Incandescent, Compact Fluorescent, and LED Light Bulbs
So you are sitting at home and you have a light bulb burn out. It is then you realize you have run out replacement bulbs, so you have to make a trip to the hardware store. You browse the light bulbs and become overwhelmed at the options you are given. What should you choose?
In 1879, Thomas Jefferson is credited with inventing a light bulb in, that lasted significantly longer than other inventers, at the time. This incandescent bulb was the standard, for household use, until laws were implemented for efficiency standards. These bulbs heat a coil that glows to produce light; however, it takes a lot of energy to create a little light. An incandescent bulb can only convert 5-10% of the energy into light. The rest is converted to heat.
Except for specialty bulbs, the federal government began a phase out of these bulb types, starting in 2014. High-efficiency incandescent bulbs have been developed, that do meet the federal standards, for efficiency. These are about twice as efficient as the standard bulb; converting 10-20% of the energy into light.
Your next option is a compact fluorescent bulb, or CFL bulb. These bulbs are filled with a gas and a small amount of mercury. When electricity comes in contact with the mercury, the mercury creates an ultraviolet light that reacts with the coating on the inside of the bulb. These are the types of bulbs used in office buildings, hospitals, and schools. A CFL bulb can be up to 75% more efficient than a traditional bulb and can last up to 10 times longer. On the other hand, they can take a few moments to reach their full brightness. Because they also contain mercury, they should not be disposed in the regular garbage, and you have to take precautions if you break one (the Environmental Protection Agency describes a 10-step cleanup process).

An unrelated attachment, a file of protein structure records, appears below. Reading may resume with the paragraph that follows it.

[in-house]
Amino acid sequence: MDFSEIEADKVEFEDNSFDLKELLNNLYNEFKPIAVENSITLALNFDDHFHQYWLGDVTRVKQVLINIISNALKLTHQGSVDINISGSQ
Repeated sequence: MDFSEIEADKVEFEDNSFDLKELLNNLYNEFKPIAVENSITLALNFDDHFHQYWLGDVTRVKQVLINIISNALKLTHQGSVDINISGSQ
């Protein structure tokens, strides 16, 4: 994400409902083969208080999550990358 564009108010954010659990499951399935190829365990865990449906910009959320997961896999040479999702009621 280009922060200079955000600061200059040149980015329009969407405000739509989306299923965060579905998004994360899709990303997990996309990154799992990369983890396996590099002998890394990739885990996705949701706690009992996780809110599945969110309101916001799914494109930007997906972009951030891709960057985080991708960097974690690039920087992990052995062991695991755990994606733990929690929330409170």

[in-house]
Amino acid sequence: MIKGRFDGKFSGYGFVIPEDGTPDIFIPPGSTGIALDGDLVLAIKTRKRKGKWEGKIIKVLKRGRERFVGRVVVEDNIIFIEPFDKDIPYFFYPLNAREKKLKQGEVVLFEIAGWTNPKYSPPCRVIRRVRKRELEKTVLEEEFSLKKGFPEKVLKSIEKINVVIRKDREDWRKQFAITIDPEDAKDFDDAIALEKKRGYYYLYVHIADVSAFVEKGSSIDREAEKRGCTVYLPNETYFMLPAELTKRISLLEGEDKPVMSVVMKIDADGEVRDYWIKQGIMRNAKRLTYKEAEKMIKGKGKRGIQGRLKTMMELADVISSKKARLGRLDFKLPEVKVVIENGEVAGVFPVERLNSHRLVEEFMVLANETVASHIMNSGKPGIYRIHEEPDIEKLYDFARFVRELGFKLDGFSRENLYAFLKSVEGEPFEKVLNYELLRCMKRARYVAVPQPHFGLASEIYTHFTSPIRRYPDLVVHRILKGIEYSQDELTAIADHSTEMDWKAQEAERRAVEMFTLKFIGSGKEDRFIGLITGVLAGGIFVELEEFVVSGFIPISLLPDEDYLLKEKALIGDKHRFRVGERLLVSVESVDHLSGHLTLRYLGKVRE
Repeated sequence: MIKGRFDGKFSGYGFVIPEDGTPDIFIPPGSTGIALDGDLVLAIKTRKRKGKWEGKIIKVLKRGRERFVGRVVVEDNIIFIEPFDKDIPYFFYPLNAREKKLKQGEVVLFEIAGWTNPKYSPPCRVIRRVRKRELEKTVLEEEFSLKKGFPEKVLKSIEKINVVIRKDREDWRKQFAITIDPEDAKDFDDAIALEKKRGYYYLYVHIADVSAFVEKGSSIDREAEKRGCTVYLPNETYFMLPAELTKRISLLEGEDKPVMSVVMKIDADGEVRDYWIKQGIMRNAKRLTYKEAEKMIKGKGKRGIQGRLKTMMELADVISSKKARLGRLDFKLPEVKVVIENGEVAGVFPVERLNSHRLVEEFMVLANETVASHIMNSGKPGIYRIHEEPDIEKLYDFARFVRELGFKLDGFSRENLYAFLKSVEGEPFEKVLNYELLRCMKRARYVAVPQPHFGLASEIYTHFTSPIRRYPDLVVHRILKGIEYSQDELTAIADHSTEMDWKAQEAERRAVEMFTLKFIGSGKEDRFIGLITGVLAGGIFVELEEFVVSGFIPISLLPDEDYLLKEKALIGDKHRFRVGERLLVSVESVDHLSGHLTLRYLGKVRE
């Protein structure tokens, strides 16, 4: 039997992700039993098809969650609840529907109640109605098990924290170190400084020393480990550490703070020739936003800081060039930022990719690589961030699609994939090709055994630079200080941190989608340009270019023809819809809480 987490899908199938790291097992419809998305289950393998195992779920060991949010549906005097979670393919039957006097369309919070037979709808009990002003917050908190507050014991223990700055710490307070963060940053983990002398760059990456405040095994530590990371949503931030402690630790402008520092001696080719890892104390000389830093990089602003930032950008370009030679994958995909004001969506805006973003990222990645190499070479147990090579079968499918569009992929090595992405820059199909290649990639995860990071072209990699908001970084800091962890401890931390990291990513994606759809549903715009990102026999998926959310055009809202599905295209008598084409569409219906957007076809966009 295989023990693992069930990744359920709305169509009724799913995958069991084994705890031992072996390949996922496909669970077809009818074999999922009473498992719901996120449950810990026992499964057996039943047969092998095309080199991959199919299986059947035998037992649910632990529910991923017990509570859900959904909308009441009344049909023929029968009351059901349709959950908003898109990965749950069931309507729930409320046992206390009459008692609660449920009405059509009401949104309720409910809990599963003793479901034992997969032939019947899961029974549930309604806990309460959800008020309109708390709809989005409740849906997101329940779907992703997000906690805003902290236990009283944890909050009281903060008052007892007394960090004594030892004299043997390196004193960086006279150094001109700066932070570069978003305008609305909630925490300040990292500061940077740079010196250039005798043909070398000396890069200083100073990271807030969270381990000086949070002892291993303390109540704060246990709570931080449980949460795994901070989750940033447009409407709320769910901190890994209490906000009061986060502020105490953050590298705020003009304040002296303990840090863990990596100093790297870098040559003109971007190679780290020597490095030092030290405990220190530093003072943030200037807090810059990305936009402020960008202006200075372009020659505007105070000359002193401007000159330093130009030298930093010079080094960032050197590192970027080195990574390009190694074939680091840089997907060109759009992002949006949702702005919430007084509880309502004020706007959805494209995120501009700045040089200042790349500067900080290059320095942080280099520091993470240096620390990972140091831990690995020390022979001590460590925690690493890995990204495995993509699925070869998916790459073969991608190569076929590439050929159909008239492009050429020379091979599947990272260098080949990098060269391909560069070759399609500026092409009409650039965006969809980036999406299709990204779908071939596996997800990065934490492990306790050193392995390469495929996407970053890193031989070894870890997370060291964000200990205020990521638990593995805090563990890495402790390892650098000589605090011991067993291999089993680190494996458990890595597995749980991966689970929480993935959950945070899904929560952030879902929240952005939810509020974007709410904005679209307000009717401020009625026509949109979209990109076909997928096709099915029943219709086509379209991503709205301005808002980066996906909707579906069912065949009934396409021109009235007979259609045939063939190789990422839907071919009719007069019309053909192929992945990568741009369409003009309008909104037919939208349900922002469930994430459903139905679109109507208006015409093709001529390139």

Your third option is a Light Emitting Diode or LED bulb. LEDs have been used for the display in clock radios and other small electronic displays. An LED bulb is 85% more efficient than the traditional incandescent bulb. LED bulbs can be found in many different colors; from the yellow-tinted light similar to the traditional incandescent light to daylight to actual color-changing bulbs. LED bulbs stay cool to the touch, even after being on for an extended time. They typically tend to have a highest purchase price, but the lowest usage cost.
Because we still think of light bulbs in terms of incandescent lighting, let us take a 60-watt bulb and use it for 6 hours a day. Your traditional bulb, while only costing $0.41, will also only last 0.46 years. At $0.13 per kilowatt, the total cost, over 20 years is $360. A CFL bulb does cost $0.99, per bulb, but will last for 4.6 years, using only 14 watts to produce the same amount of light, costing $164. Lastly, the LED bulb is the most expensive, to purchase, at $9.97, but lasts 11.4 years (for one bulb), at only 9.4 watts for the same amount of light. The final cost, over 20 years is only $90, a savings of $75.00, per bulb.
Based on savings alone, it may be time to start upgrading your lighting options. However, you can also take this opportunity to eliminate some of the waste going into our landfills.